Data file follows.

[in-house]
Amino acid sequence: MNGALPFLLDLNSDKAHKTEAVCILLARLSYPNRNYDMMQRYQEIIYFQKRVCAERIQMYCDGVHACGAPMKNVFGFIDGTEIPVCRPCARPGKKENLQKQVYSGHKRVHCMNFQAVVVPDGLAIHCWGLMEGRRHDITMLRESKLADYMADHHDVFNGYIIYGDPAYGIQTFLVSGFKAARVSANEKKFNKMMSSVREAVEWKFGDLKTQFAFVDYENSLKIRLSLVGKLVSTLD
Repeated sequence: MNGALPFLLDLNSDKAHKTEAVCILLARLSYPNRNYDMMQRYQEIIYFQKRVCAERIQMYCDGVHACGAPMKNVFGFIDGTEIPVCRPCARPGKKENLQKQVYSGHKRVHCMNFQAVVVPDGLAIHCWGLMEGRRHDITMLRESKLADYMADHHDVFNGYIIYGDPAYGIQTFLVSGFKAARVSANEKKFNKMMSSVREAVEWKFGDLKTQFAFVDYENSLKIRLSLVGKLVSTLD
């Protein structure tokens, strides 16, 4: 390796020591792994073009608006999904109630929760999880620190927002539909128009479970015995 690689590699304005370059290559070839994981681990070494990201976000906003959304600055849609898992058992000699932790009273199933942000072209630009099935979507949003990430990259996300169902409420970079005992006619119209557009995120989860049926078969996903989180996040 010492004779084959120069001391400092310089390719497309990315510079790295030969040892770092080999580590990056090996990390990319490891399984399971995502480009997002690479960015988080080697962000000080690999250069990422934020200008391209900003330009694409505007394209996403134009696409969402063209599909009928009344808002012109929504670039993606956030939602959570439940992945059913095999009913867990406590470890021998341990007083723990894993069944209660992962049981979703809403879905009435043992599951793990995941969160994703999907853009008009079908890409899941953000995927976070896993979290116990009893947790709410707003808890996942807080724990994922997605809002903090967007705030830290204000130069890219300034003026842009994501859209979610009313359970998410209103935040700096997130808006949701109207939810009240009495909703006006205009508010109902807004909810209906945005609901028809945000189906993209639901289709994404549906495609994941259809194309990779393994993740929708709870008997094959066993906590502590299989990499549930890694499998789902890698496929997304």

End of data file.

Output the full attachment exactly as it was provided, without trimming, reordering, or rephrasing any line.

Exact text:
[in-house]
Amino acid sequence: MNGALPFLLDLNSDKAHKTEAVCILLARLSYPNRNYDMMQRYQEIIYFQKRVCAERIQMYCDGVHACGAPMKNVFGFIDGTEIPVCRPCARPGKKENLQKQVYSGHKRVHCMNFQAVVVPDGLAIHCWGLMEGRRHDITMLRESKLADYMADHHDVFNGYIIYGDPAYGIQTFLVSGFKAARVSANEKKFNKMMSSVREAVEWKFGDLKTQFAFVDYENSLKIRLSLVGKLVSTLD
Repeated sequence: MNGALPFLLDLNSDKAHKTEAVCILLARLSYPNRNYDMMQRYQEIIYFQKRVCAERIQMYCDGVHACGAPMKNVFGFIDGTEIPVCRPCARPGKKENLQKQVYSGHKRVHCMNFQAVVVPDGLAIHCWGLMEGRRHDITMLRESKLADYMADHHDVFNGYIIYGDPAYGIQTFLVSGFKAARVSANEKKFNKMMSSVREAVEWKFGDLKTQFAFVDYENSLKIRLSLVGKLVSTLD
């Protein structure tokens, strides 16, 4: 390796020591792994073009608006999904109630929760999880620190927002539909128009479970015995 690689590699304005370059290559070839994981681990070494990201976000906003959304600055849609898992058992000699932790009273199933942000072209630009099935979507949003990430990259996300169902409420970079005992006619119209557009995120989860049926078969996903989180996040 010492004779084959120069001391400092310089390719497309990315510079790295030969040892770092080999580590990056090996990390990319490891399984399971995502480009997002690479960015988080080697962000000080690999250069990422934020200008391209900003330009694409505007394209996403134009696409969402063209599909009928009344808002012109929504670039993606956030939602959570439940992945059913095999009913867990406590470890021998341990007083723990894993069944209660992962049981979703809403879905009435043992599951793990995941969160994703999907853009008009079908890409899941953000995927976070896993979290116990009893947790709410707003808890996942807080724990994922997605809002903090967007705030830290204000130069890219300034003026842009994501859209979610009313359970998410209103935040700096997130808006949701109207939810009240009495909703006006205009508010109902807004909810209906945005609901028809945000189906993209639901289709994404549906495609994941259809194309990779393994993740929708709870008997094959066993906590502590299989990499549930890694499998789902890698496929997304």